This is an important part of my life work and I'd like some company on the way.



1 comment:

  1. I've been thinking a lot lately about the nature of karma and how it is not simply about sowing and reaping, but, more deeply, about [my] life's work, and how I co-create my karma with Providence/Fate/the Universe/God by all the choices I've made thus far.

    I understand my karma to be something like an obstacle course that I've designed for myself, or perhaps like an escape challenge that Houdini or somebody might contrive...

    By that token, the reason life never gets "easier" and the lessons tend to be rather monotonous is not because I keep failing the lessons, but rather because I keep adding new levels of complexity.

    Several years ago I had a conversation with a therapist who suggested that it may just be that I create needs for myself--niches into which I happen to fit quite handily--as a function of my drive to feel useful. The way he said it was uncommonly gracious and made me feel for the first time as though what for me has always been a pattern may not be a pathology at all, contrary to what decades' worth of self-help books had led me to conclude.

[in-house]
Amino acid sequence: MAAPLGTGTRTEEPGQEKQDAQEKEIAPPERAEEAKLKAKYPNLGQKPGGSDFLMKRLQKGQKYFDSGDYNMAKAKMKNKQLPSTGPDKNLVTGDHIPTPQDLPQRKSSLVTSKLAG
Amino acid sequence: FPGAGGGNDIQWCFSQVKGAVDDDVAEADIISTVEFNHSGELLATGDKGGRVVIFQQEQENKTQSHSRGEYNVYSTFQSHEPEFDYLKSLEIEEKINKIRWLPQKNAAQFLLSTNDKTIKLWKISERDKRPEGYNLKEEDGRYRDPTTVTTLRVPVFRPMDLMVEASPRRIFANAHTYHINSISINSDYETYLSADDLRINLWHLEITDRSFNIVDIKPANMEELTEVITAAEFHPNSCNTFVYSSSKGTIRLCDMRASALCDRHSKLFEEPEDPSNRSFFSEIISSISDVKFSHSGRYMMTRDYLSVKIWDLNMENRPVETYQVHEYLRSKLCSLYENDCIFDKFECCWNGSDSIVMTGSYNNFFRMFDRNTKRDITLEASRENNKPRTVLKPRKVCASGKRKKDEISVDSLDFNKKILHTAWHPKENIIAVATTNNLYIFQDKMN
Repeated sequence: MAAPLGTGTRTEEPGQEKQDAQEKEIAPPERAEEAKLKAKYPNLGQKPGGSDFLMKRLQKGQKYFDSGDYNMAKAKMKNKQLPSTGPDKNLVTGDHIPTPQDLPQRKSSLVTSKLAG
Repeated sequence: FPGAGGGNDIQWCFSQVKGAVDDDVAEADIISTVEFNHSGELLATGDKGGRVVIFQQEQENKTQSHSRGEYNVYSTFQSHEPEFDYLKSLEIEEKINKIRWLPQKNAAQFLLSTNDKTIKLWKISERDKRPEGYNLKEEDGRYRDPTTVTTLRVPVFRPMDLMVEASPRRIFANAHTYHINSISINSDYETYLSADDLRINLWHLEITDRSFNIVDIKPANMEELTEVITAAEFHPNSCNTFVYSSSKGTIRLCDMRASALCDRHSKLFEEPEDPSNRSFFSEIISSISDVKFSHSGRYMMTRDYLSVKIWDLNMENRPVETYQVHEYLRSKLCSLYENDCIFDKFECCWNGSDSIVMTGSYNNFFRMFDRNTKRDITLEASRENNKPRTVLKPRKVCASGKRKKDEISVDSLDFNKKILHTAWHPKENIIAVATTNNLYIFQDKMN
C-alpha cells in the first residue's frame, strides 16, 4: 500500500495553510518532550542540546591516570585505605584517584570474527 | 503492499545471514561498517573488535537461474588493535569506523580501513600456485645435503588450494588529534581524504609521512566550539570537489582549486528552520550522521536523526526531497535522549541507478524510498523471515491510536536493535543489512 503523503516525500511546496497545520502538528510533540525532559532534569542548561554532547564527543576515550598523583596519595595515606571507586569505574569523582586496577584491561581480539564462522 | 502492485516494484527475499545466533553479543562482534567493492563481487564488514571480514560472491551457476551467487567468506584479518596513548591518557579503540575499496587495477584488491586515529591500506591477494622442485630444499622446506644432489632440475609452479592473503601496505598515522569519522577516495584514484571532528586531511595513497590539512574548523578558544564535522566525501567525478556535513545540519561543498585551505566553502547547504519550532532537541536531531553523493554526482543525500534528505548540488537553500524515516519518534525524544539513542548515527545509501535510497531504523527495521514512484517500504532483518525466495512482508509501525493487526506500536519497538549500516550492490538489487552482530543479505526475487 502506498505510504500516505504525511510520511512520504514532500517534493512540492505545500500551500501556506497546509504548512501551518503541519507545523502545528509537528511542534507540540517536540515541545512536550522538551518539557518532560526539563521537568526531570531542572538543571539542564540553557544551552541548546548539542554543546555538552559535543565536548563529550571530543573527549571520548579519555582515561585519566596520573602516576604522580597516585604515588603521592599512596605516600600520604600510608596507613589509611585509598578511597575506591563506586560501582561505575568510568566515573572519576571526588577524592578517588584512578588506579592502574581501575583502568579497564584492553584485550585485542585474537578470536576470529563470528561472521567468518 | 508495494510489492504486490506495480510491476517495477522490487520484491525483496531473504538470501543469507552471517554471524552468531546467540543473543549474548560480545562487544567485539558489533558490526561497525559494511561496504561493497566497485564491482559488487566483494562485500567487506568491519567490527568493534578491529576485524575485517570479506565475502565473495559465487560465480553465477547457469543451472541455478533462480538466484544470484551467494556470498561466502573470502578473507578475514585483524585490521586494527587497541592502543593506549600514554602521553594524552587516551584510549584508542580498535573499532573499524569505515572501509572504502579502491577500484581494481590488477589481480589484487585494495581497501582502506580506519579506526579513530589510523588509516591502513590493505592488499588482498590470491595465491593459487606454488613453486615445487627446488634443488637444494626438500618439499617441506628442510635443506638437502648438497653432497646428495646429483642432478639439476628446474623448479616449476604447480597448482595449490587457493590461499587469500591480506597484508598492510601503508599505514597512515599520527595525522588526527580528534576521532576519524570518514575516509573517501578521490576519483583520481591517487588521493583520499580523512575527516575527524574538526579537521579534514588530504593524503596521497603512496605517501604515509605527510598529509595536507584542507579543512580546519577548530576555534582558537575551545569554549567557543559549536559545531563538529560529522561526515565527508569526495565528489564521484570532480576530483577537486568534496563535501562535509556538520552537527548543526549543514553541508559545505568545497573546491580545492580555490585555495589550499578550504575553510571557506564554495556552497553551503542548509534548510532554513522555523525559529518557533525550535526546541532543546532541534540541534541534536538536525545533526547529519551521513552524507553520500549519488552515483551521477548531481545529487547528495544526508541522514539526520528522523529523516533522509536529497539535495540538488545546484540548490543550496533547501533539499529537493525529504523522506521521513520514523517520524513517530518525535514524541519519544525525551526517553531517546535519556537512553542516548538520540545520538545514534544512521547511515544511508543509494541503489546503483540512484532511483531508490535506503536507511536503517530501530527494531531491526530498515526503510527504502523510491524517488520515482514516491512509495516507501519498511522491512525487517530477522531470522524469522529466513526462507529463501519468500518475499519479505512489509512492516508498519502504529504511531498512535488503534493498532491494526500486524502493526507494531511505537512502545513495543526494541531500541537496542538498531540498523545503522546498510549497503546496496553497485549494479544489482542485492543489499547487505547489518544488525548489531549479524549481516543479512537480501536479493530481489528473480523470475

A Columbus poet, Valerie Malloy, I think her name was, decades ago shared with me a poem that began something like, "Was Jesus codependent? Is God an enabler?" Yes, as Robin Norwood quoted in Women Who Love Too Much, "Help is the sunny side of control," but sometimes help is exactly what's being called for. Sometimes I create my own callings--for my own discipline and sometimes, happily, for the benefit of my larger world.

    I'm learning (albeit more slowly and painfully than I might have fancied much of the time) to judge the increasing complexity of my life less and appreciate the possibility that I may simply imposing new rules--he said, internalizing the language in Alex's current blog observations--on myself.